• Western European co-operation is reinforced, internally by alliances among powerful industrial, agricultural, humanitarian and labour interest across borders. But the SAARC is not in such an environment in practice. (v) WB / IMF design development strategy for the loan / aid recipients of this region most of the time which contradicts the policy of individual country.

External impediments:-

  • Security challenges in South Asia depend largely on how the relations in Asia, or more specifically, relations between some of the bigger states like China, India, Japan and Russia with the major power, such as the US develop.
  • It appears that the US has started thinking of India as a “counterweight” to China because it is the only country in Asia which can match China in population, trained technical manpower, development of information technology and its potential in developing as a military superpower. The US no longer regards Russia as a threat to its security. China is an ally of Pakistan and helped it in many ways.
  • Instability in Afghanistan and its unpredictable future have become the most serious security problem for the whole of Central and South Asian region where India and Pakistan virtually play on opposite poles.


  • If the above concerns are to be surmounted, India should play a pivotal role by removing the perceived mistrust and sense of insecurity among the member nations.
  • First and foremost, it needs to focus on improving bilateral ties with Pakistan for better cooperation and trade between the two countries, which can bring prosperity to the people on both sides of the divide.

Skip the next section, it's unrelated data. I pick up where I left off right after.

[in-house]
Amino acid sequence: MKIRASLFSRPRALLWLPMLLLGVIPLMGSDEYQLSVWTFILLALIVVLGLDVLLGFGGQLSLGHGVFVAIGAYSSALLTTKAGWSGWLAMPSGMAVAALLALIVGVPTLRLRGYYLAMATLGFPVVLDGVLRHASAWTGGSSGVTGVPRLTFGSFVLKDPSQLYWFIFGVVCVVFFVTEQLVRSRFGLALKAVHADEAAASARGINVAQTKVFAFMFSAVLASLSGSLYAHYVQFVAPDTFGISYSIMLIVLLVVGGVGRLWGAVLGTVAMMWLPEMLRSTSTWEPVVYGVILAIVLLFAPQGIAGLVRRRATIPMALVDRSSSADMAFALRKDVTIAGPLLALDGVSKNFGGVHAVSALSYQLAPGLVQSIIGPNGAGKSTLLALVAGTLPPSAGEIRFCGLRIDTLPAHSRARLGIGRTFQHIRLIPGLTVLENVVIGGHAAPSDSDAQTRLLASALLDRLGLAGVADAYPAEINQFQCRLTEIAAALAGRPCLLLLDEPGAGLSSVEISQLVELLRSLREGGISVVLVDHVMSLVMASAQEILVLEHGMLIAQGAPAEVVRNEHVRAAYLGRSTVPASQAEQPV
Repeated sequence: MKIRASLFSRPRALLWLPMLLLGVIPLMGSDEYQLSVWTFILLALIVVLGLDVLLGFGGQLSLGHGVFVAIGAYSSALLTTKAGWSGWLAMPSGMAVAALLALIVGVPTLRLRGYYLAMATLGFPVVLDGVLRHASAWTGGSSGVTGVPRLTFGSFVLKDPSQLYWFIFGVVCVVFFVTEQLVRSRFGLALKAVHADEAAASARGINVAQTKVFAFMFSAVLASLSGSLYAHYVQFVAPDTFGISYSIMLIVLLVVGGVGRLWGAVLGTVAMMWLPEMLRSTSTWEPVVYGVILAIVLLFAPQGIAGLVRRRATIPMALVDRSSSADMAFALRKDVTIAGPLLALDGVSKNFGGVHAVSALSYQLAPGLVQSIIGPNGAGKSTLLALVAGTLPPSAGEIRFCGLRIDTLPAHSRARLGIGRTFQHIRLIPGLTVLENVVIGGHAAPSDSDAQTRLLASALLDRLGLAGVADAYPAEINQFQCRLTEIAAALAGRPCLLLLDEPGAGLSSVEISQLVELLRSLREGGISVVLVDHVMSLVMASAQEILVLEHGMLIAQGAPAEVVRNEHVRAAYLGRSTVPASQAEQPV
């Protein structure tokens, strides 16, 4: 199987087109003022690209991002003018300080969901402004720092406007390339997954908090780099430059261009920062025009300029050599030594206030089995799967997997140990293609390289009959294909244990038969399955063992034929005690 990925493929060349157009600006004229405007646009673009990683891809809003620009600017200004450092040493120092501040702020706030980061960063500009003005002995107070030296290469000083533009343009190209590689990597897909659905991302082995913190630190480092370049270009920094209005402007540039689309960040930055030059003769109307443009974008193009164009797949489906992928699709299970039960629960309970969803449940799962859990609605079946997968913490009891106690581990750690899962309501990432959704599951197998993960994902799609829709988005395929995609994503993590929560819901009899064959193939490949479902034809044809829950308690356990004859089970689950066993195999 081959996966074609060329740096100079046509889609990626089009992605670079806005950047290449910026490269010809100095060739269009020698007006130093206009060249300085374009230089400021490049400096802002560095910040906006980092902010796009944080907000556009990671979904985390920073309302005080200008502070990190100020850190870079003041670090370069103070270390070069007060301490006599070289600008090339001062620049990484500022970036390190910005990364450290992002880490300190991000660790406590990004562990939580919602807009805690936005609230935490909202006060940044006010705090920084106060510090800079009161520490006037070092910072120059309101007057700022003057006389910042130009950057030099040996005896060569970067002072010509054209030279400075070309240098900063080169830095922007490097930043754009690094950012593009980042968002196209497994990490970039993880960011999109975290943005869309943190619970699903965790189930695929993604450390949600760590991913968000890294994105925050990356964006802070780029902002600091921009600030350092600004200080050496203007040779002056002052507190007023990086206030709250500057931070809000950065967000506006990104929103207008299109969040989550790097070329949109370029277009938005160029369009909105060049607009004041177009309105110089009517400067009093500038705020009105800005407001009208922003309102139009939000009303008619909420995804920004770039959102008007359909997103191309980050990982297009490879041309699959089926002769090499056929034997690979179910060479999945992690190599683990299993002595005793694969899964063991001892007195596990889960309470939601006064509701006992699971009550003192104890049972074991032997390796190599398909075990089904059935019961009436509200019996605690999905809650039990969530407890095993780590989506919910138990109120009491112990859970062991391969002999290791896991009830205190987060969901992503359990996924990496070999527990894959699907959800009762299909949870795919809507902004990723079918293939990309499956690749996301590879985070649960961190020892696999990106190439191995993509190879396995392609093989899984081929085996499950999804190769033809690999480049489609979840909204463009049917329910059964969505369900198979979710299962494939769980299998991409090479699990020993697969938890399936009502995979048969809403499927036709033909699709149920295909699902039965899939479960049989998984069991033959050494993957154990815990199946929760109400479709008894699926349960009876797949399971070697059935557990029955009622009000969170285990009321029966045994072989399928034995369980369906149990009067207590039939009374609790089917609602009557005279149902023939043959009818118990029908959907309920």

• Pakistan, on the other hand, should grant MNF status to India and improve road and rail connectivity between India, Pakistan and Afghanistan for the movement of goods between these three countries. Both India and Pakistan can play a significant role in combating terrorism. They can also play a pivotal role in improving the economies of smaller countries like the Maldives, Bhutan and Nepal by increasing imports from these countries, by investing in their infrastructural facilities and improving trade between all SAARC countries.
  • The cooperation between members will give a fillip to SAARC to help it realise its objective of giving every individual the “opportunity to live in dignity and to realise their full potential”.
  • SAARC can also play a pivotal role in encouraging collaboration in the fields of economics, culture, technology and science. However, all this is possible only when India and Pakistan improve their bilateral relations, a sine qua non for the success of SAARC.